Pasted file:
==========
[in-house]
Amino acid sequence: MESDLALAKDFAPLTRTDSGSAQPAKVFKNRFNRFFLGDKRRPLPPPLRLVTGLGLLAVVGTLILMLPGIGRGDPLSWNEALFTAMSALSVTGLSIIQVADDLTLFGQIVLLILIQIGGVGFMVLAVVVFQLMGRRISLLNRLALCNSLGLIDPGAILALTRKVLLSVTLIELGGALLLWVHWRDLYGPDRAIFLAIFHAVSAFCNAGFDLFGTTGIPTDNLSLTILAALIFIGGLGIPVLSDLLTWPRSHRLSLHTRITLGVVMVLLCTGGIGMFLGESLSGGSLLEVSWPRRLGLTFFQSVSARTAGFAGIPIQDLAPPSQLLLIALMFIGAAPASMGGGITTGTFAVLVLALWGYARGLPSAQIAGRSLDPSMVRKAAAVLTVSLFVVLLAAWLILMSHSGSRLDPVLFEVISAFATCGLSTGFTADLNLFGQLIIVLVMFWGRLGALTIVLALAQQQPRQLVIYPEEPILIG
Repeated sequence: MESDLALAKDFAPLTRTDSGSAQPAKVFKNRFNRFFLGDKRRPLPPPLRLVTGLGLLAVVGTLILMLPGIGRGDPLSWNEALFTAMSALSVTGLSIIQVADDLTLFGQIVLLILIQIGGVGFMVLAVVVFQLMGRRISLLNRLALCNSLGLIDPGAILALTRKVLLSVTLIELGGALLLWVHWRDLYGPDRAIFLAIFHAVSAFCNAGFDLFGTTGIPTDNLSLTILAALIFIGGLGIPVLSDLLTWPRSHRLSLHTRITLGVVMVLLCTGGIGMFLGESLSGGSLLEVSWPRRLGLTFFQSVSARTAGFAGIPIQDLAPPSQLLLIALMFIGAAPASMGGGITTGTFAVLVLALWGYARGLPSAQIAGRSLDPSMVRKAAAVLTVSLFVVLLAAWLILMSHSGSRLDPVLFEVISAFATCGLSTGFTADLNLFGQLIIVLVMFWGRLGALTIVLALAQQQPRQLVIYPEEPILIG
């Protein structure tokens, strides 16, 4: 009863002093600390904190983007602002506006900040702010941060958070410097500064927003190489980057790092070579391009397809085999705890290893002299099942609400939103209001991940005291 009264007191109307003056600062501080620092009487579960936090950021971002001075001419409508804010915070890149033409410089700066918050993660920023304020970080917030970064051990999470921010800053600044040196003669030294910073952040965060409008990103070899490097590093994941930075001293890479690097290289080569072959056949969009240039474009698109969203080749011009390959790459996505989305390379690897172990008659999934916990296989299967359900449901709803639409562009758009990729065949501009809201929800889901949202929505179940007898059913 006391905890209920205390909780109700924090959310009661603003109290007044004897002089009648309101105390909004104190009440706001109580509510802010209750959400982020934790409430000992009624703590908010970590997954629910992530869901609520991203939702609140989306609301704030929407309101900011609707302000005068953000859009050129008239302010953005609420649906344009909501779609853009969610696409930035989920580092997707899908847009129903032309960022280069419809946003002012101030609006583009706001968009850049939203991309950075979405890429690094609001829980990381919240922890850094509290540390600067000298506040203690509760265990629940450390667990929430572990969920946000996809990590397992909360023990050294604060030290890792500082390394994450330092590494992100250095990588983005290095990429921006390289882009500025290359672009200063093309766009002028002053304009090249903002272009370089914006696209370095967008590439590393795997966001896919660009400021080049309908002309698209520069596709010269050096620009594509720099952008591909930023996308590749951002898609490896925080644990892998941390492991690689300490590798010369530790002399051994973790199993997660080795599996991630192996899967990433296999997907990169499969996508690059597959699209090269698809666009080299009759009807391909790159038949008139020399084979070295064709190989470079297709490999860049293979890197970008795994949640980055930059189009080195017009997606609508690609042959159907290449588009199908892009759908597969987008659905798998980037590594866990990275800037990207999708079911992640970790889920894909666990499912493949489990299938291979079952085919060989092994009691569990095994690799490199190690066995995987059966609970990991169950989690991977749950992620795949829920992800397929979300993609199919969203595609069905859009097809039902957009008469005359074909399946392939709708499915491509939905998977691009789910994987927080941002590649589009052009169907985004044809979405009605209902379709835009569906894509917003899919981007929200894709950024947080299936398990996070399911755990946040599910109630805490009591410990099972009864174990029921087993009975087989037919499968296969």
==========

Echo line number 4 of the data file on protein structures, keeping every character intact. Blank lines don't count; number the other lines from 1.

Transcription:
């Protein structure tokens, strides 16, 4: 009863002093600390904190983007602002506006900040702010941060958070410097500064927003190489980057790092070579391009397809085999705890290893002299099942609400939103209001991940005291 009264007191109307003056600062501080620092009487579960936090950021971002001075001419409508804010915070890149033409410089700066918050993660920023304020970080917030970064051990999470921010800053600044040196003669030294910073952040965060409008990103070899490097590093994941930075001293890479690097290289080569072959056949969009240039474009698109969203080749011009390959790459996505989305390379690897172990008659999934916990296989299967359900449901709803639409562009758009990729065949501009809201929800889901949202929505179940007898059913 006391905890209920205390909780109700924090959310009661603003109290007044004897002089009648309101105390909004104190009440706001109580509510802010209750959400982020934790409430000992009624703590908010970590997954629910992530869901609520991203939702609140989306609301704030929407309101900011609707302000005068953000859009050129008239302010953005609420649906344009909501779609853009969610696409930035989920580092997707899908847009129903032309960022280069419809946003002012101030609006583009706001968009850049939203991309950075979405890429690094609001829980990381919240922890850094509290540390600067000298506040203690509760265990629940450390667990929430572990969920946000996809990590397992909360023990050294604060030290890792500082390394994450330092590494992100250095990588983005290095990429921006390289882009500025290359672009200063093309766009002028002053304009090249903002272009370089914006696209370095967008590439590393795997966001896919660009400021080049309908002309698209520069596709010269050096620009594509720099952008591909930023996308590749951002898609490896925080644990892998941390492991690689300490590798010369530790002399051994973790199993997660080795599996991630192996899967990433296999997907990169499969996508690059597959699209090269698809666009080299009759009807391909790159038949008139020399084979070295064709190989470079297709490999860049293979890197970008795994949640980055930059189009080195017009997606609508690609042959159907290449588009199908892009759908597969987008659905798998980037590594866990990275800037990207999708079911992640970790889920894909666990499912493949489990299938291979079952085919060989092994009691569990095994690799490199190690066995995987059966609970990991169950989690991977749950992620795949829920992800397929979300993609199919969203595609069905859009097809039902957009008469005359074909399946392939709708499915491509939905998977691009789910994987927080941002590649589009052009169907985004044809979405009605209902379709835009569906894509917003899919981007929200894709950024947080299936398990996070399911755990946040599910109630805490009591410990099972009864174990029921087993009975087989037919499968296969």